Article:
Creative Non-Fiction Short Stories. :) Travel, Oldsters, Love, and Compassion.
A woman with a long, swinging skirt walks with two heaps of lettuce across her arm as though she’s carrying bouquets of flowers, like a runner-up beauty queen making off with the roses, at least. Though I am standing and waiting on a bus, I pull out my notebook to try and catch her on paper. As I write, a little girl with red-framed glasses holds her mother’s hand. The girl gazes over at me, pushing up her glasses on her nose. I also wore glasses at that age. Mom usually had me take mine off for photos, so I can’t prove the glasses, but I can remember them.
Their bus nears before mine, and the girl turns her full attention to my hastily moving pen once more. She stops, scrunches her face like someone at a class reunion, trying to place a possible neighbor from English class. She tucks her chin and follows her mother, but she turns quickly to meet my eyes, as I look up to the doors as they close. She seems unsure, and it seems to me that she is wondering whether she should wave to me as the bus rolls away. I raise my left hand with my pen as she goes. I hope she will write one day. It has been a joy for me so far.
I have worn glasses since I was 8 or 9. They never leave my face except when I sleep. They are the first thing I reach for when I wake up. You look so cute in the picture, like an aspiring writer.
this is exactly how my life is.
We should be grateful that our eyesight can be corrected! I would hate to always have to stay home with fuzzy things… 🙂
yeah! thanks to the opticians.
Darlene, I had an eye doctor tell me I read too much and that was what did it to my eyes. I would do it all again! 😀 And thank you. I have the exact same smile today.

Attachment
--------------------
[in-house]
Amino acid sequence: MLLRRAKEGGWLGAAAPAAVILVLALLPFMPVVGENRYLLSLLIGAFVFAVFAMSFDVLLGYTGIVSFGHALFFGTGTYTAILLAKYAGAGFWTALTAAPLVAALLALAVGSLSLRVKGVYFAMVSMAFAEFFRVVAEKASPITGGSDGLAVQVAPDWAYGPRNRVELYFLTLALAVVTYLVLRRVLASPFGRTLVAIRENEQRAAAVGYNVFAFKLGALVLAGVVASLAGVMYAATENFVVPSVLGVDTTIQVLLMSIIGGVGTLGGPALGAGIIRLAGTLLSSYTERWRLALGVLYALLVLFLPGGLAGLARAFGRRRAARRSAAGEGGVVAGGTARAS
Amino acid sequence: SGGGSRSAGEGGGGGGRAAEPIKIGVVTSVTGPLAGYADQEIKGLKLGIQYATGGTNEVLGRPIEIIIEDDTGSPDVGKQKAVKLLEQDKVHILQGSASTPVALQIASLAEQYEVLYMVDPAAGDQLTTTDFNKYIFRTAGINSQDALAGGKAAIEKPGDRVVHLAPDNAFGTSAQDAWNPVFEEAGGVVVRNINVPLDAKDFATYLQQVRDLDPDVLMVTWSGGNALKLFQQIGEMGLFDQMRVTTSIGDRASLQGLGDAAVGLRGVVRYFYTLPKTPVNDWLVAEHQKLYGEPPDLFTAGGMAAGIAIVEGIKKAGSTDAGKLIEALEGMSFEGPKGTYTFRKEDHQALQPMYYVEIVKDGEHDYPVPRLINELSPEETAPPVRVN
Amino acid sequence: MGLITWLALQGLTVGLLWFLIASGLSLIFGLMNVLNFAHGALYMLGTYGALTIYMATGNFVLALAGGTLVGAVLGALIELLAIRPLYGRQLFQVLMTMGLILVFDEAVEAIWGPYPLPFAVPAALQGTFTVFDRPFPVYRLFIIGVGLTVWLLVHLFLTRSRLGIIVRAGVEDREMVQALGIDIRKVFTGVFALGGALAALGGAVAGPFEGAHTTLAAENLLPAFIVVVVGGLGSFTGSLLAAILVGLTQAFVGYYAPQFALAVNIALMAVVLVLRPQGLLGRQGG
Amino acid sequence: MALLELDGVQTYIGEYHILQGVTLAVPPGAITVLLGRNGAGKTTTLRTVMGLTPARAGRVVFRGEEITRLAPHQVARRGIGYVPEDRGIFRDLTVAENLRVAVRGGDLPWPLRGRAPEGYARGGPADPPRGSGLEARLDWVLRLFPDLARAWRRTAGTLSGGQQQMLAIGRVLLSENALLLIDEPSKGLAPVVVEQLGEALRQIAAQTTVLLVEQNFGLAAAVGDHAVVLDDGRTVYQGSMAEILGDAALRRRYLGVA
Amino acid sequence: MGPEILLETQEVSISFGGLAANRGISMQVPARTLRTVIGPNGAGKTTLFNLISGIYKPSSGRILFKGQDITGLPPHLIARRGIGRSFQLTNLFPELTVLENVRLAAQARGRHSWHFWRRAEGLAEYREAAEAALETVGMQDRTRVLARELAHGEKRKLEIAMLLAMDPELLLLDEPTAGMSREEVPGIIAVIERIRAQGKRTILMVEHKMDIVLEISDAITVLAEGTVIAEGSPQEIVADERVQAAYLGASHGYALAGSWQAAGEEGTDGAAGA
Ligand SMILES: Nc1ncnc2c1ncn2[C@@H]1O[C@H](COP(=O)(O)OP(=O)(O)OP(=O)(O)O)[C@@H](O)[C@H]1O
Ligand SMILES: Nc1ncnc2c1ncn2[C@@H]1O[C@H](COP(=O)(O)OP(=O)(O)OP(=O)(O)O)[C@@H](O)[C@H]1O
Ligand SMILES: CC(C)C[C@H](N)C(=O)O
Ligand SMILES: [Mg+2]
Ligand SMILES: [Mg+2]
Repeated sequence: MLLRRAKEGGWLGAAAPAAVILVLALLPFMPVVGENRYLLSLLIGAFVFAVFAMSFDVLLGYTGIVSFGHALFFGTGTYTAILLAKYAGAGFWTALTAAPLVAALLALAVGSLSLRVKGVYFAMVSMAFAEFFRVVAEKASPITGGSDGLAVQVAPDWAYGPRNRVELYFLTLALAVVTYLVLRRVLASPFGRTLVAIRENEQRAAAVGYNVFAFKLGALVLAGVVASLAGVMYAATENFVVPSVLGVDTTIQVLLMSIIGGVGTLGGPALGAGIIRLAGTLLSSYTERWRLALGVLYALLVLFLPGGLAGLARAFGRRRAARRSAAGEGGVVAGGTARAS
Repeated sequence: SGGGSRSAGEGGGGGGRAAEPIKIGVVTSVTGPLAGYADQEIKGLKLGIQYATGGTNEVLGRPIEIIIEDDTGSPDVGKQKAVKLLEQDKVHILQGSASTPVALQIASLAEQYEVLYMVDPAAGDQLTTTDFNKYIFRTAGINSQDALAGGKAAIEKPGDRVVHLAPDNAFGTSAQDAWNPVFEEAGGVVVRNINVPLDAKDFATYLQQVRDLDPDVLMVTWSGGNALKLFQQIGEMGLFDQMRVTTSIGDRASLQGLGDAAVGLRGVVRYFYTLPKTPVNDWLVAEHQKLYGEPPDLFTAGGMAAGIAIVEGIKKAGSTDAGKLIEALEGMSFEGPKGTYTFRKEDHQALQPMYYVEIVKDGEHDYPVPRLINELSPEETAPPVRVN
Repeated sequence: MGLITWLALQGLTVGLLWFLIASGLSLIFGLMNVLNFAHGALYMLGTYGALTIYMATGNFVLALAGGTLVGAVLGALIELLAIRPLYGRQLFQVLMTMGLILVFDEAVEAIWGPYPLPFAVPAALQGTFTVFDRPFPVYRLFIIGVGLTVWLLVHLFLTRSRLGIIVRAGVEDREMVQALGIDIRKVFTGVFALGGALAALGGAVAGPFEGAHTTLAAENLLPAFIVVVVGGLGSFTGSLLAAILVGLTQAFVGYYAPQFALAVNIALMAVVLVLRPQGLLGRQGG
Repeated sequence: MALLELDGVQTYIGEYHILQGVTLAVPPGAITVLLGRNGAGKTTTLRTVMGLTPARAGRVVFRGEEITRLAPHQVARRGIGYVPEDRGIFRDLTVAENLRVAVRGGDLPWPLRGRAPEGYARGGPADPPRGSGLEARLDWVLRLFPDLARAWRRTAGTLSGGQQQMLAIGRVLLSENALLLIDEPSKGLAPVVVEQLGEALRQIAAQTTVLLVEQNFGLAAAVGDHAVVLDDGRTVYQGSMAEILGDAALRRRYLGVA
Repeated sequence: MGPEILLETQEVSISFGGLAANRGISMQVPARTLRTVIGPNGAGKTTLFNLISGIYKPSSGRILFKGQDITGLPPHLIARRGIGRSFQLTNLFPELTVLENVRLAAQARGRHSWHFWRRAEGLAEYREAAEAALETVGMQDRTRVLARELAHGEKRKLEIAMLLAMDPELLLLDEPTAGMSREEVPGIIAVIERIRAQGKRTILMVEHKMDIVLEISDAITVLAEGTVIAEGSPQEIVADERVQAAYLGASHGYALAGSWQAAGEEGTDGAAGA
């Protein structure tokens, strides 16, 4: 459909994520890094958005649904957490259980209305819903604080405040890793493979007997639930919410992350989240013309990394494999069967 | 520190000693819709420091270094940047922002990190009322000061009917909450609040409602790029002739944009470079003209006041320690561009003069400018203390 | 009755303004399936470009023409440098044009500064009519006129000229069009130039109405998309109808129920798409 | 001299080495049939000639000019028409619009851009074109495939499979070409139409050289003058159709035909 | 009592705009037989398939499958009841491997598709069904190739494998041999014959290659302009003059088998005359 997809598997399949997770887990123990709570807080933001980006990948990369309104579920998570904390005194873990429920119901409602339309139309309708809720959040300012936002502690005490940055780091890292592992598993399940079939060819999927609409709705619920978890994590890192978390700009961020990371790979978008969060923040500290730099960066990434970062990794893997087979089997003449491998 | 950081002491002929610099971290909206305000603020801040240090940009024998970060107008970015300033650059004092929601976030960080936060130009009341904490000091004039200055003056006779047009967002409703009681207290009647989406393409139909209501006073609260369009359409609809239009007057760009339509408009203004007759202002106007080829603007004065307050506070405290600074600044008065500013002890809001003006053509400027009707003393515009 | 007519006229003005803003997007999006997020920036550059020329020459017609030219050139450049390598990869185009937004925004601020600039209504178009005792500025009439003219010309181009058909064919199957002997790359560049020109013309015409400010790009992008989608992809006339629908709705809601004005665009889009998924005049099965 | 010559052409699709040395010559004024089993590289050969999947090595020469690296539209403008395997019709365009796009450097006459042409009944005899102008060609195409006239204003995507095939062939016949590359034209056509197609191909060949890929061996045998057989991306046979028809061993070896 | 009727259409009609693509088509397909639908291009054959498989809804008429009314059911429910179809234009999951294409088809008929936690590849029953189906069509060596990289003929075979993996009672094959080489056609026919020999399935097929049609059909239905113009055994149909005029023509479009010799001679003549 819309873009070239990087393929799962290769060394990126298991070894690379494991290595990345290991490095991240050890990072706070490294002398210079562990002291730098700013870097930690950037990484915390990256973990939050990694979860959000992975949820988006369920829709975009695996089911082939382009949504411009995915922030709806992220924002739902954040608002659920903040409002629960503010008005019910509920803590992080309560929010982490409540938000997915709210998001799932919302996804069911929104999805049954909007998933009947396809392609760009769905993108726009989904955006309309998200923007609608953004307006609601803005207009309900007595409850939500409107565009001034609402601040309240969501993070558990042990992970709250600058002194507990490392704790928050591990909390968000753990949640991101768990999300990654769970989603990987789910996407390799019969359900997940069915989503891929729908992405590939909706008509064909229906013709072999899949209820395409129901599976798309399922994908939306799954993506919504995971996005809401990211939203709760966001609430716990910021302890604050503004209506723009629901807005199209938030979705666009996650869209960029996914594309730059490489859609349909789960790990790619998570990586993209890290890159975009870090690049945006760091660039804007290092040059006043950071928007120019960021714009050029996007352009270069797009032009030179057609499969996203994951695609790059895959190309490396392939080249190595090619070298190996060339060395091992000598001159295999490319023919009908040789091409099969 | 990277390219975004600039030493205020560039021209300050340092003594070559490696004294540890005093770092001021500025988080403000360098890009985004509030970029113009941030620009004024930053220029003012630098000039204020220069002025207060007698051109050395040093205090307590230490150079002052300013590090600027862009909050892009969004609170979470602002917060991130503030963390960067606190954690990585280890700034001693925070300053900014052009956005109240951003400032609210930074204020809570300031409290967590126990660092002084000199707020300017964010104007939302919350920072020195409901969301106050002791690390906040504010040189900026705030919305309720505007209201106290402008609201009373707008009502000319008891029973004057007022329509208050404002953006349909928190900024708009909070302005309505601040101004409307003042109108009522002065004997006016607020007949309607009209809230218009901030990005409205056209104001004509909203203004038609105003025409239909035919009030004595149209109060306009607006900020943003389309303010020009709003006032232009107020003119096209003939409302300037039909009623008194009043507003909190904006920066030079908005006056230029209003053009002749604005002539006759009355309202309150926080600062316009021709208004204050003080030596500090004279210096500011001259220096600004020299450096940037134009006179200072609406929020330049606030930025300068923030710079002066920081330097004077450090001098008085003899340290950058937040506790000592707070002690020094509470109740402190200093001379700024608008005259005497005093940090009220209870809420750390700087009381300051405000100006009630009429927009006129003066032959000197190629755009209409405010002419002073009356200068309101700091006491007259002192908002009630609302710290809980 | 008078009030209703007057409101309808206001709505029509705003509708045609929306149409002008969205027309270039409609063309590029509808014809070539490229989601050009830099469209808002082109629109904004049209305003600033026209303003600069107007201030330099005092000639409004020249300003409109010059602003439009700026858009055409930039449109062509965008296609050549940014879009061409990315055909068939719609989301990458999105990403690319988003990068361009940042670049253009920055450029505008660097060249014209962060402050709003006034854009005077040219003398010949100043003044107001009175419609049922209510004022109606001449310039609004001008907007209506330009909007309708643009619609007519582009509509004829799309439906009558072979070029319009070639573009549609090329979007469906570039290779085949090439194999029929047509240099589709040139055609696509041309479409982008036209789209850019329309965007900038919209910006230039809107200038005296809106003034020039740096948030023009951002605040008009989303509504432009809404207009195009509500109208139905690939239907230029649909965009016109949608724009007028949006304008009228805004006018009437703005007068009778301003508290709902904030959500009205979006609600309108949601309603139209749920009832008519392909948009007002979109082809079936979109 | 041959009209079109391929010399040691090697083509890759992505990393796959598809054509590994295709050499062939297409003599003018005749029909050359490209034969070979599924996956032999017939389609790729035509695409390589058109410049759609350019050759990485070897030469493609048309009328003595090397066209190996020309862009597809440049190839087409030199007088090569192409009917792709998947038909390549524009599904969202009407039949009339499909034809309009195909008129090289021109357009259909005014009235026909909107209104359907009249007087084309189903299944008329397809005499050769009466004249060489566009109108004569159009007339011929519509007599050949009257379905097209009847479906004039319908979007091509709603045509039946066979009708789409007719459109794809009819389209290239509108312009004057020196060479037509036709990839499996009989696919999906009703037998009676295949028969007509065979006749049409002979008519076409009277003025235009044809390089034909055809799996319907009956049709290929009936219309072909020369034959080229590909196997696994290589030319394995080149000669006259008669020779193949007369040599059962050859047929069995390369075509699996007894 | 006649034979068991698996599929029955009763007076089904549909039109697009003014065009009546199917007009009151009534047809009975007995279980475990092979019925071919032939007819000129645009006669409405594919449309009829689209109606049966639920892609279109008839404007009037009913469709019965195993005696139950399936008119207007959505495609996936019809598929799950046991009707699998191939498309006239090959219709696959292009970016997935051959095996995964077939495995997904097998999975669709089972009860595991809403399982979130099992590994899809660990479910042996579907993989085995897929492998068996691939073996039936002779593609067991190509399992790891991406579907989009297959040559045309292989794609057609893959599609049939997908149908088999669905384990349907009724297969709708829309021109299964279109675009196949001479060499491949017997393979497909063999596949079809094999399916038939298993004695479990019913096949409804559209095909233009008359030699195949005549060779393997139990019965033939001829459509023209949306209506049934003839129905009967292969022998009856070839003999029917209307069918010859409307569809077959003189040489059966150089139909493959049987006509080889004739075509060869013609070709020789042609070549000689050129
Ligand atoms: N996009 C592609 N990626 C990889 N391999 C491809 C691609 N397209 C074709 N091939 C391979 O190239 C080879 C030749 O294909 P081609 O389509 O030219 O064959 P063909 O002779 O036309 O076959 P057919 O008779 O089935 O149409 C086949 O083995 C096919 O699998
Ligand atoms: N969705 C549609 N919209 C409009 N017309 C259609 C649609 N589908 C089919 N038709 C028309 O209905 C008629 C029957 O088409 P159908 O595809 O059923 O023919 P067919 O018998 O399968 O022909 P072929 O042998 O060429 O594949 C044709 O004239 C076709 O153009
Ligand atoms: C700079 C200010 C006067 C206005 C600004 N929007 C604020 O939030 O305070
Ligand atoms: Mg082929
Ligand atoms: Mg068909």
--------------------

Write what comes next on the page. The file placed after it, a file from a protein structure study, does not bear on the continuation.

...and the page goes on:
This is a sweet post. I think that we have created children that because of safety are sometimes reluctant to engage in conversations or interactions with other adults they don’t know. Stranger danger and such. However, in the safety of her mother’s presence, it is good that she can acknowledge you and you can communicate with her with gestures and looks. These are the universal moments that cross all cultures. You got it!
Thank you! I’m always hesitant to engage children very much, but I thought I shouldn’t be a rude writer woman if she remembers me one day. 🙂 I am smiling essentially all the time, but the wave was just a reaction.
I never wore glasses, I do now for reading and now have them hanging around my neck so I don’t have to go looking for them, I guess your mum had a reason for having you take your glasses off for photos but I don’t see the point they were part of you and no harm in having them on.
Joanne, I think she wanted to see more of my face. They are VERY big frames, I have confirmed.:)
Have a nice week–
Very good idea to write this kind of little experiences, which we all are going through every day.
Wonderful to pen down them as a collection.
Thank you! I have always had a tendency to take these notes, and I suppose now I am putting them to use. 🙂
as was reading at beginning I was wondering how the story will end. Your writing is so visual that I can imagine how the girl gazed at you 🙂
Thank you, Kabita! 🙂 It is sometimes very odd to be noticed when we don’t expect it. I know that writing in public often makes my neighbors curious. At least she didn’t try to look for my shoulder. 🙂
Very lovely experience in Austria, Paige!
Lovely experience in Austria! I truly hope to visit there one day Paige. Absolutely adorable picture too.